Young people are predicted to change jobs around 13 times during the course of our working lives - that’s a lot of pension paperwork to sift through.
So, if the idea of bringing them all together in one place sounds good, a SIPP might be useful.
I’m a huge advocate of getting to grips with your behavioural biases before you start investing.
You can read all the seminal market books you want but if you let emotion take over in the heat of the moment it’s all worthless.
The way we think about investing needs attention because we are hard-wired to seek shortcuts where we can.
We don’t want to get involved in all the price-to-earnings ratios and EV/EBITDA because it feels complicated and, if we’re honest, we can’t be bothered.
So rather than commit to spending hours filling my bedroom window with equations like A Beautiful Mind (which I know I won’t do) I’m going to compromise.
I plan to give myself a few rules of thumb when it comes to valuations and the key measures, like risk, that I know I should look at when I'm evaluating a company.
You might already be doing something similar with a few spreadsheet functions throwing out a ‘buy’ or ‘sell’ when you put in your numbers.
I’ll share my valuation and risk parameters throughout the new year.
Hopefully it can keep my impatient side happy and satisfy the more thorough investor in me at the same time.
When it comes to bias, often the worst thing we can do is try to cut it out - because if we could do that, we would have by now.
What I’m going to work on is mitigating the bad investor brain, recognising its impact, and making it easy for myself to do the opposite.
Build your financial knowledge and be in a better position to grow your wealth. We offer a wide range of financial content and guides to help you get the insight you need. Learn how to invest in stocks if you are a beginner, how to make the most of your savings with ISA rules or how much you need to save for retirement.
This should not be read as personal investment advice and individual investors should make their own decisions or seek independent advice. This article has not been prepared in accordance with legal requirements designed to promote the independence of investment research and is considered a marketing communication.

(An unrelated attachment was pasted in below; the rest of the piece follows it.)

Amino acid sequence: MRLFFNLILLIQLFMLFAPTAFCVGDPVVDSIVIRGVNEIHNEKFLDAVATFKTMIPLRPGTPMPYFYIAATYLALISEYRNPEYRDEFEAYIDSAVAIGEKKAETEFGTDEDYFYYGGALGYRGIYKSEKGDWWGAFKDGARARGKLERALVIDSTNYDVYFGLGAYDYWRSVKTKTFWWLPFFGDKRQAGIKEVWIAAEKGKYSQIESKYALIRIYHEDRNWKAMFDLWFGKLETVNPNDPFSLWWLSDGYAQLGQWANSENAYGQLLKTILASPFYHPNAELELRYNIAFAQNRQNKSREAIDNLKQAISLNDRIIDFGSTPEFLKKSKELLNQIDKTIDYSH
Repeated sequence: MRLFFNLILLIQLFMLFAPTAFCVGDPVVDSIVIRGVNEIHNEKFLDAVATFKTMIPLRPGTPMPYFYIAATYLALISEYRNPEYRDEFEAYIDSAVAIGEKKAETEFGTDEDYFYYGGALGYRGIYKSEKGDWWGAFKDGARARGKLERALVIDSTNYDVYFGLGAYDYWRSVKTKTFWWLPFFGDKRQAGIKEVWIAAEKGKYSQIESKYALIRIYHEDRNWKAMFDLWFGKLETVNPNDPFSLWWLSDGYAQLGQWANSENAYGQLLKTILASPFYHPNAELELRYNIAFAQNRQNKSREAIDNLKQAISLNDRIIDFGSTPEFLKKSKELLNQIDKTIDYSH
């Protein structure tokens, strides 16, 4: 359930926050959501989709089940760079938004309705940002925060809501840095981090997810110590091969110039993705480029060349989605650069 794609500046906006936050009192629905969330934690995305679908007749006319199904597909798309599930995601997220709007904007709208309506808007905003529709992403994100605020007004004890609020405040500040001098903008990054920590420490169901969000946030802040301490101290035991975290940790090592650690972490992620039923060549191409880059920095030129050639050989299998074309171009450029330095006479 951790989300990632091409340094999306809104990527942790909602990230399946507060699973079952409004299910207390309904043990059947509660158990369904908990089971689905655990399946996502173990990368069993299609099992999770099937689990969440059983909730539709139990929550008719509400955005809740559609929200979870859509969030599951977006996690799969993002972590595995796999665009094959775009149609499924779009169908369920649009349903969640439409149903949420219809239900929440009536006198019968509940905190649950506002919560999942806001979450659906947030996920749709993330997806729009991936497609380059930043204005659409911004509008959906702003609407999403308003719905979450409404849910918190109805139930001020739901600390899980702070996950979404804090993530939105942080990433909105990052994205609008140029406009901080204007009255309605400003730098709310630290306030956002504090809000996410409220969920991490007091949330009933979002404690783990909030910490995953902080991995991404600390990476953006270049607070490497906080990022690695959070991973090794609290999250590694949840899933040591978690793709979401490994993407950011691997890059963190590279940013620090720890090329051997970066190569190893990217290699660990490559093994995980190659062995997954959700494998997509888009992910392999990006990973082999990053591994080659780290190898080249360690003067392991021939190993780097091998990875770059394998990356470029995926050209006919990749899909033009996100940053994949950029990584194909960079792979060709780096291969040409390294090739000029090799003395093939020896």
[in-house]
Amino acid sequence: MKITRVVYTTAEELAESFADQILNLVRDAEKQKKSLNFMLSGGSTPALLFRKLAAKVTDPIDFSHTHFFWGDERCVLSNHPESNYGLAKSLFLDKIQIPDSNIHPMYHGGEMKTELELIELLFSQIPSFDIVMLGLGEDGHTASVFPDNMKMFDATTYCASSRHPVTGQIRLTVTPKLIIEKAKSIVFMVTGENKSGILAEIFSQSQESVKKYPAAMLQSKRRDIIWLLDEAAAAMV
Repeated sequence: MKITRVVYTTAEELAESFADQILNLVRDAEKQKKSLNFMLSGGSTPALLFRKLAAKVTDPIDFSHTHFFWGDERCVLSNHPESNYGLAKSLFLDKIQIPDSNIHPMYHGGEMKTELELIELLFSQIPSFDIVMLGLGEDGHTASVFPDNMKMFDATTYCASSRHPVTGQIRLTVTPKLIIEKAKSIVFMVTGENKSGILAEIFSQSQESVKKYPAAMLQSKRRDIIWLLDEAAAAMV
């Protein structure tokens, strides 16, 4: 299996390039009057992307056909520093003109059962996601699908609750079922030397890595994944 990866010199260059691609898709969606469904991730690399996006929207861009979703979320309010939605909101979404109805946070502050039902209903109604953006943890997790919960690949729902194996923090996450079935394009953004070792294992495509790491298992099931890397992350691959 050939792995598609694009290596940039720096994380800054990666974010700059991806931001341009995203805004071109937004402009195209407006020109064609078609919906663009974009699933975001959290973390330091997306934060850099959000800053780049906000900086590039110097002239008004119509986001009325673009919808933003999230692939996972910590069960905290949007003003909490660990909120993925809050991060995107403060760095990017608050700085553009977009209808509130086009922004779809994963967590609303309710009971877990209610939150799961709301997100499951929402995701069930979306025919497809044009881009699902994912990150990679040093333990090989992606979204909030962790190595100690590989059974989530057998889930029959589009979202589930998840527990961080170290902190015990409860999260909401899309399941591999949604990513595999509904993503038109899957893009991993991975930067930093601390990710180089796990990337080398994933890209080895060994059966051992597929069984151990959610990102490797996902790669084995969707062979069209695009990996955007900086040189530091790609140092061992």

When you invest, your capital is at risk. The value of your portfolio can go down as well as up and you may get back less than you invest. Past performance is not a reliable indicator of future results.
SIPPs are a pension product designed for people who want to make their own investment decisions. You can normally only access the money from age 55 (expected to rise to 57 from 2028). This article is based on current rules, which can change, and tax relief depends on your personal circumstances.
Before transferring a pension you should ensure you will not lose valuable guarantees or incur excessive transfer penalties. Pensions are usually transferred as cash so you will be out of the market for a period.
Freetrade does not currently offer drawdown products for our SIPP.
If you are unsure whether our SIPP product is right for you, you should contact a qualified financial adviser.
Freetrade is a trading name of Freetrade Limited, which is a member firm of the London Stock Exchange and is authorised and regulated by the Financial Conduct Authority (Firm Reference Number: 783189). Registered in England and Wales (Company Number: 09797821).